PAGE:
With each new year, come new resolutions, some of which we carry through the entire 52 weeks, and others which are left abandoned as soon as we say goodbye to January. This year, I have only made one: in 2020, I will no longer be buying products from companies that are built on and endorse fast fashion. Allow me to explain.
For a long time now, I have been wanting to reinvent my closet, pondering convenient and cost-efficient ways to do so. Of course, the first options that came to mind were the standard chain clothing stores with student-friendly prices: H&M, Primark, Zara… The list goes on for what’s probably far too long.
Each of these brands belongs to a branch of clothing production known as “fast-fashion”, which ensures the fast movement of clothing and accessories from catwalks to retail stores, usually through cheap production and fast rotation of products. All the stores I’ve named above, and many more, are a part of this industry, and in 2020, I have decided not to contribute to the existence of these retailers any longer.
You may wonder what difference one 21 year-old woman no longer shopping at H&M will make. Honestly, it won’t make much of a direct difference, but knowing that my already limited student budget will not be contributing to the unethical and environmentally damaging practices of fast-fashion retailers is enough motivation for me.
While the practices of recycling, using metal straws and reusable coffee cups are receiving a widespread media platform for contributing to an environmentally friendly mindset, fast fashion, one of the biggest contributors to pollution is seldom spoken about in this context. The low quality of fast fashion items and the speed with which they move from rack to closet and from closet to bin causes immense amounts of pollution. In fact, the only polluter greater than fast fashion, and spoken about on a much larger scale, is oil.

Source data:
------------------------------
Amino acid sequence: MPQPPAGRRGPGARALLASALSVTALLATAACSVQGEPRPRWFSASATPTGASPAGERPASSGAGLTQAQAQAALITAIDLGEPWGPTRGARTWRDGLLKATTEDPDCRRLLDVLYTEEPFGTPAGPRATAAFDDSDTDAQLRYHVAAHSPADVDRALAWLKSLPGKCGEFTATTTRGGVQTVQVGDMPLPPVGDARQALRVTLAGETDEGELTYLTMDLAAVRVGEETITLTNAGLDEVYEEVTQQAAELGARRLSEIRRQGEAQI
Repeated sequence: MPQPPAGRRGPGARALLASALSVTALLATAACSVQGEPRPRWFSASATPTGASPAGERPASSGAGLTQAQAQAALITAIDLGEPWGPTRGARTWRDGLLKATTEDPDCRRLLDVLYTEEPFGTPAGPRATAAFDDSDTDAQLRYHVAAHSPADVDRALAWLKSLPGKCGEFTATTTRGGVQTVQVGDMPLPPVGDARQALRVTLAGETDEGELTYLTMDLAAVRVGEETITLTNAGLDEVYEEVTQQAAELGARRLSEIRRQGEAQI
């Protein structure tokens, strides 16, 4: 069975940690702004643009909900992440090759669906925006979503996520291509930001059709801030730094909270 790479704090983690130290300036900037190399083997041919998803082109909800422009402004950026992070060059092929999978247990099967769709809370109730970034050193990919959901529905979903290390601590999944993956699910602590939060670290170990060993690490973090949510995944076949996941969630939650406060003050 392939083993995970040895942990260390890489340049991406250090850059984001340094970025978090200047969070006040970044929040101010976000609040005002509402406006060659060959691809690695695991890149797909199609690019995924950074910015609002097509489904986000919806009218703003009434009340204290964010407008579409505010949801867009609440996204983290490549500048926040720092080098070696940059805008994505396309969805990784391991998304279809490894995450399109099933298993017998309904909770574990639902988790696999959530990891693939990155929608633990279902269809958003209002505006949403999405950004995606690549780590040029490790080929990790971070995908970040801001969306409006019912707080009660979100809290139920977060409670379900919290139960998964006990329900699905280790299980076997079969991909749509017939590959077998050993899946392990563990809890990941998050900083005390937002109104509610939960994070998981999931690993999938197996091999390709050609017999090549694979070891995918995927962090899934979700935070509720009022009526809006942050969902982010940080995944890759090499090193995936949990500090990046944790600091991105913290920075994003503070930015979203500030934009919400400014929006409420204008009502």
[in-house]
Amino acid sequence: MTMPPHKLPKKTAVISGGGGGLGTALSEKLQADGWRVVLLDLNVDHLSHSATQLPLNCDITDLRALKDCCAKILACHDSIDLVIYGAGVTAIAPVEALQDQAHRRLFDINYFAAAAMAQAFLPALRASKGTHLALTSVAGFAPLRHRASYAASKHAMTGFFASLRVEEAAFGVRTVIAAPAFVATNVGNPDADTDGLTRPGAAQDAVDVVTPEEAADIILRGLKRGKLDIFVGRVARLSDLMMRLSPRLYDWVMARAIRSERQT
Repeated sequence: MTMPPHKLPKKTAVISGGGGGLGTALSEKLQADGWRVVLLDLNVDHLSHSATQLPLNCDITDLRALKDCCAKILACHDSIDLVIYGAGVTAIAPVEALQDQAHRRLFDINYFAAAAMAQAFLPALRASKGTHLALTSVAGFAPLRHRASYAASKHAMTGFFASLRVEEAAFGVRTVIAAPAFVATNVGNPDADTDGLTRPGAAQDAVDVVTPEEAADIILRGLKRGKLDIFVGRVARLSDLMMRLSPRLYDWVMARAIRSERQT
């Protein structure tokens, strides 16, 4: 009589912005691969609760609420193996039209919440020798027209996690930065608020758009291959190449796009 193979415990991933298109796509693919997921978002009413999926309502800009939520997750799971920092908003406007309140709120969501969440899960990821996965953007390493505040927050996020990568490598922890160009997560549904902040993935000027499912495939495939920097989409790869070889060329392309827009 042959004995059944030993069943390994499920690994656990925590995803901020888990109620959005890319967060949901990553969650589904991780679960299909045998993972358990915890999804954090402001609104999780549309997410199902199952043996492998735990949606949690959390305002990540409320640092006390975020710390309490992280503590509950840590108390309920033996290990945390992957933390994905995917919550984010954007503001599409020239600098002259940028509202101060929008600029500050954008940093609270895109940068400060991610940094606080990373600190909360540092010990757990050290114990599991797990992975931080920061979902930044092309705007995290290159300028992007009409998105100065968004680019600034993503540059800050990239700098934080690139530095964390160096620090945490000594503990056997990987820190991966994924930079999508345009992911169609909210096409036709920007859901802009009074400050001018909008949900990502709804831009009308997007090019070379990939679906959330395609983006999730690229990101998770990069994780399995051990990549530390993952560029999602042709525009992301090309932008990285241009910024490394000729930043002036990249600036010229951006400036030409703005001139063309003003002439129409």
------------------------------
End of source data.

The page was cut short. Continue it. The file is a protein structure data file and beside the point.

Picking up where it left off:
Aside from its negative environmental impacts, the production of fast fashion items is also highly unethical; because retailers of fast fashion strive to keep the costs of production down, it is extremely common for cheap, unsafe labour to be used, and production centres are often placed in countries with low environmental regulations, easing production while also increasing pollution.
I’m sure most people have seen images, or at least heard of the existence of sweatshops that utilise child labour and place all of their workers in extremely unhealthy and unsafe conditions, demanding them to work extremely long hours for extremely small pay. I hate to burst anyone’s bubble, but a sweatshop just like that is where your favourite H&M top was probably made.
There are many instances of terrifying statistics regarding pollution and dangerous labour when it comes to the production of fast fashion that I could place in this article for a stronger shock value, but that’s not what I want this piece to be. Shock-value tends to be temporary, and rarely leads to a change of mindset, and that’s what I’m striving for.
Living in a city like Leeds is a great starting point for this resolution: with the immense amount of thrift stores available, most of which contribute to charity with the profits from their sales, Leeds provides a perfect base for starting a life without fast fashion. With the second-hand nature of thrift stores, you may wonder, “What if I thrift something that originally came from a fast fashion retailer?” The answer is that it doesn’t actually matter. Your money won’t be contributing to the industry or any of its practices, and will instead go towards a charitable organisation supported by the shop you choose to buy from. The decision to recycle your clothes once you can no longer use them, and therefore not contributing to the damaging waste that fast fashion produces, completes the individual cycle of reducing fast fashion damage.
I, for one, am looking forward to carrying this resolution on through this year, and hopefully many more to come, and coming up with creative ways to fill my closet with items I love without contributing to this damaging industry. I am hoping to explore the use of items I maybe wouldn’t have worn otherwise, hone my sewing and alteration skills through customising pieces I find, and knowing that I am doing one more thing to contribute the attempts at rehabilitating our damaged environments. It’s bound to be an interesting journey, and I truly hope that you, reading this, will consider joining me on it.
For more information on fast fashion, its labour practices and its effects on the environment, visit https://7billionfor7seas.com/fast-fashion-facts/ .
Sara Fabek Zovko